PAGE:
RELATED INFORMATION:E-E Evans Pritchard was a notable British anthropologist, and studied history and anthropology at Oxford. He lived from 1902 to 1973. Pritchard and Brown focused on kinships, and descent, leading into family organizations, economy, politics, and inter-group relations. [10]Radcliffe talks about kinship societies in his book, The Mother’s Brother in South Africa. He states, “In these essays, I have referred to Kinship systems. The idea is that in a given society, we can isolate conceptually, if not in reality, a certain set of actions amongst persons which are determined by the relationships by kinship or marriage, in that in  a particular society these are interconnected in such a way, that we can give a general description of them as constituting a system.” (pg 6)[11]  Here Radcliffe explains his thoughts and perceptions of what a kinship is, and what it is related to. Pritchard also had similar views on kinship, and wrote about them in his book called Interest in Cattle. He articulates, “The network of kinship ties which links members of local communities is brought by the operation of exogamous rules, often stated in terms of cattle. The union of marriage is brought by the payment of cattle, and every phase of the ritual is marked by their transference or slaughter. The legal status of partners and of their children is defined by cattle rights and obligations.”(pg 17) [12]Here Pritchard explains that kinship not only deals with the family, but what the family possesses. With what Radcliffe Brown and Evans Pritchard accomplished on political organization and kinship, it aided in shaping the political theory.    

 

E.E. Evans-Pritchard (1902-1973)

 

 

[13]

BIOGRAPHY of E. E. Evans-Pritchard (1902-1973): E. E. Evans-Pritchard was bornEdward Evan Evans-Pritchard in Sussex, England on September 21, 1902. He studied at the University of Oxford and later did his post-graduate work at the London School of Economics and Political Science. Most of Evans-Pritchard's work was done along the upper Nile among the Azande people in 1926. After working along the Nile he moved to southern Sudan in the 1930's to study the Nuer people. In 1932 he was offered and appointment at the University of Cairo which he accepted. While in Cairo he met Alfred Radcliffe-Brown and Meyer Fortes, both of whom influenced Evans-Pritchard greatly, his theory on structural-functionalism stemmed from Radcliffe-Brown's previous research. In 1937 he publish his first book: Witchcraft, Oracles, and Magic Among the Azande, which came from his experience working with the Azande people. Because of this publication Evan-Pritchard was unable to acquire a teaching position due to Bronislaw Malinowski's disagreement with the contents of the book. It was only after Malinowski died that Evans-Pritchard was able to become a professor. After he began his teaching career at Oxford in 1946 he become well known for thinking against the theory that anthropology was a natural science. Evans-Pritchard argument was the anthropology was more like history and that if anthropology was a natural science the people in the culture being studied were “dehumanized” when they were only studied purely for science. He was knighted in 1971 and and died on September 11, 1973. [14]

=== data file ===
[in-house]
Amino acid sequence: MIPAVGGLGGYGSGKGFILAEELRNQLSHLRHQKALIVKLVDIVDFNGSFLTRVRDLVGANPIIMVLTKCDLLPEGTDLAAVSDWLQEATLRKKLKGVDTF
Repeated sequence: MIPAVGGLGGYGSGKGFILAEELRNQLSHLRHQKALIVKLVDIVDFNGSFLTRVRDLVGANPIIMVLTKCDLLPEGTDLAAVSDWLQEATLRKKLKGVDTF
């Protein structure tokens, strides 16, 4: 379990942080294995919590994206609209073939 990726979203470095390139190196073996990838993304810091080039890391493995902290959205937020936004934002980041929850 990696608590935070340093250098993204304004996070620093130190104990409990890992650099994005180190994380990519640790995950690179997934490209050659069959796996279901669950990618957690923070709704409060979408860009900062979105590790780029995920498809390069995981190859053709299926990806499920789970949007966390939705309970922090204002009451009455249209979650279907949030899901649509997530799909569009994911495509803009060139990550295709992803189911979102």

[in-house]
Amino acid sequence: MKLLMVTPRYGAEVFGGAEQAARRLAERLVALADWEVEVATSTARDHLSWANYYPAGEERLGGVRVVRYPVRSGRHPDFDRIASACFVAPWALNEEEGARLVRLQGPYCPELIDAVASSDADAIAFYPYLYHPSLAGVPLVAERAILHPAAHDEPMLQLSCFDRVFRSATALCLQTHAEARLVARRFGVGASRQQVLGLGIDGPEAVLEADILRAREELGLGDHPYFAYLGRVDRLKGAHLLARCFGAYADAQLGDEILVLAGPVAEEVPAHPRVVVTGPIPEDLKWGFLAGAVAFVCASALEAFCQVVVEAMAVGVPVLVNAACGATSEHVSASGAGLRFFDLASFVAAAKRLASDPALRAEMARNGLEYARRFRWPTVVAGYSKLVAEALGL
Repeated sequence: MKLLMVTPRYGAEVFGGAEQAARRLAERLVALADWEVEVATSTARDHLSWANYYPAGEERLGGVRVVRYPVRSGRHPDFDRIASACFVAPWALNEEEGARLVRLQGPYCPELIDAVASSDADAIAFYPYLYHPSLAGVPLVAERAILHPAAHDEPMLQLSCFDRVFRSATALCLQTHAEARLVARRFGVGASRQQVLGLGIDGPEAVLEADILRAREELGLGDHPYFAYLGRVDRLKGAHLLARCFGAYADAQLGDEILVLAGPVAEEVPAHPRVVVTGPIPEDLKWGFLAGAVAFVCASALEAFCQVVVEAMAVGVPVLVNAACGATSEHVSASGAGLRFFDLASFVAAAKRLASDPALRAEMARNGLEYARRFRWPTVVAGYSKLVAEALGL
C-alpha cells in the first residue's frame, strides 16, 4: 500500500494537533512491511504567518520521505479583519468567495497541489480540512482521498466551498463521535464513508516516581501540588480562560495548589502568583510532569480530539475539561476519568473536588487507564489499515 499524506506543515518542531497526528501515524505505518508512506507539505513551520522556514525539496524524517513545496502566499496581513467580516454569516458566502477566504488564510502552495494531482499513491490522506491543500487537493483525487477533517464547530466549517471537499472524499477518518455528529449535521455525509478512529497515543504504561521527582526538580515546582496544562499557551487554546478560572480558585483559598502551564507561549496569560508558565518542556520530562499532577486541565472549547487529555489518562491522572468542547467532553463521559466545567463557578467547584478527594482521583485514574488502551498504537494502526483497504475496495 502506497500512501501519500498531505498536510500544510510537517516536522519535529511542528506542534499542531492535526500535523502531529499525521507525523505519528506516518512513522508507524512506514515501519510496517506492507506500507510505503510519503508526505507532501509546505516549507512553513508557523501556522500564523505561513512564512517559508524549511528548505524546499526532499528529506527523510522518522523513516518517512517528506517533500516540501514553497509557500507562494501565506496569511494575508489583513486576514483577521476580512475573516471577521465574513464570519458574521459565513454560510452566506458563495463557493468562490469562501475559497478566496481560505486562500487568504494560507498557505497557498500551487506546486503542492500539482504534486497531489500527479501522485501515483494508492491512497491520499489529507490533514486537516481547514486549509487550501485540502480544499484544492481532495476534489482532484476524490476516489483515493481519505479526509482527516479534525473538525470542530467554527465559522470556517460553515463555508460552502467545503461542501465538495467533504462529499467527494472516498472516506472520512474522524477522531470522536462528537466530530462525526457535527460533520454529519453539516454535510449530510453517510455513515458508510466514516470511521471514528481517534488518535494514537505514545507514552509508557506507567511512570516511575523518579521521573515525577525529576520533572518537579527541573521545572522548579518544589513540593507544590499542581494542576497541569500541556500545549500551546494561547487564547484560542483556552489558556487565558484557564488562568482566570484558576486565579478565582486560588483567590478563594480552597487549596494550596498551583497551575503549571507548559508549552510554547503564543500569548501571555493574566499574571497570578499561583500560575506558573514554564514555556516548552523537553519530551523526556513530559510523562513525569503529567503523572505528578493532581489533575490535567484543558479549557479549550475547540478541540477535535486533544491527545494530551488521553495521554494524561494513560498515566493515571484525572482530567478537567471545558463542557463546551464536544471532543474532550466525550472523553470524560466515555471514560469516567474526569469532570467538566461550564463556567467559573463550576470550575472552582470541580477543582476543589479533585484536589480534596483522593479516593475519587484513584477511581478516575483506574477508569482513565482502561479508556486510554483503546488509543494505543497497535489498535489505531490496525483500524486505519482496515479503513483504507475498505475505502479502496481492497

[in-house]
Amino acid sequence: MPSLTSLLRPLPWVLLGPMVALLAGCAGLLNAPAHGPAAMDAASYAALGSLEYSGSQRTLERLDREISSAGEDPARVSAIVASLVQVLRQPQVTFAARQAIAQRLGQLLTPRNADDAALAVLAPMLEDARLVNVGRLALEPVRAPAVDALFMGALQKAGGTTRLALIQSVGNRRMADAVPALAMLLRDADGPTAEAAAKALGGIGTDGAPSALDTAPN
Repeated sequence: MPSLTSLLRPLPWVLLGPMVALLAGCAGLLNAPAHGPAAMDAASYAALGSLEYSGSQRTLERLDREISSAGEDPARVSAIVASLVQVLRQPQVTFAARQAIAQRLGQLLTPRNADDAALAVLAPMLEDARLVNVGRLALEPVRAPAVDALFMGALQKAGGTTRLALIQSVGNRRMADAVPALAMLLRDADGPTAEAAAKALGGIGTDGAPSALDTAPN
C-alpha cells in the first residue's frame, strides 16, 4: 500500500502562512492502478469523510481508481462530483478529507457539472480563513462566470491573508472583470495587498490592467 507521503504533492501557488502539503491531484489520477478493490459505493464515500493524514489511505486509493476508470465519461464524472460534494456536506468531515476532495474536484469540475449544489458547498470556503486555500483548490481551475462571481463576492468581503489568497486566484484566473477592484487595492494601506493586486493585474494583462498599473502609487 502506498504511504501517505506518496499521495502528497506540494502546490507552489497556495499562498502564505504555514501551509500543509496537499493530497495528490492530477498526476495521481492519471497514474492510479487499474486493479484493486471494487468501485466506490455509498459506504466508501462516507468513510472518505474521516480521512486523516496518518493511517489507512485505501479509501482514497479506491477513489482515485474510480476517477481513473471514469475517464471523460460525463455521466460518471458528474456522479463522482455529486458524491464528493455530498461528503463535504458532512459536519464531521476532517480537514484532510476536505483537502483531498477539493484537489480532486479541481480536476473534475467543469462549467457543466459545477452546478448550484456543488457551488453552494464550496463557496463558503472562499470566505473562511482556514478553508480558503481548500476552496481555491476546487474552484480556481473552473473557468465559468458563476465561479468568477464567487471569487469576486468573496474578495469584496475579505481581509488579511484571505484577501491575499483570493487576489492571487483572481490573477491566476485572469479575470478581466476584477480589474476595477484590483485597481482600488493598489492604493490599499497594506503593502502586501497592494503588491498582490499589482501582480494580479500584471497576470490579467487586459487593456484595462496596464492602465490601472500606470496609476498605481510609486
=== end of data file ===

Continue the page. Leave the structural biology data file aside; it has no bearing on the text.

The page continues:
RELATED INFORMATION: E.E. Evans-Pritchard primarily believed that cultures should not be looked at in a purely scientific manner. He believed that if cultures were look at only for scientific purposes then the people in that culture were being “dehumanized”. Translation was a subject that Evans-Pritchard focused on, stating that anthropologists needed to find a way to translate their thoughts into another culture and that once they were able to do this they would be able to understand the culture better. This would then allow anthropologists to translate this understanding back so as the be able to explain to the anthropologists own culture. [15]

 


 

Key Texts

 The Nuer: A description of the models of livelihood and political institutions of a Nilotic people.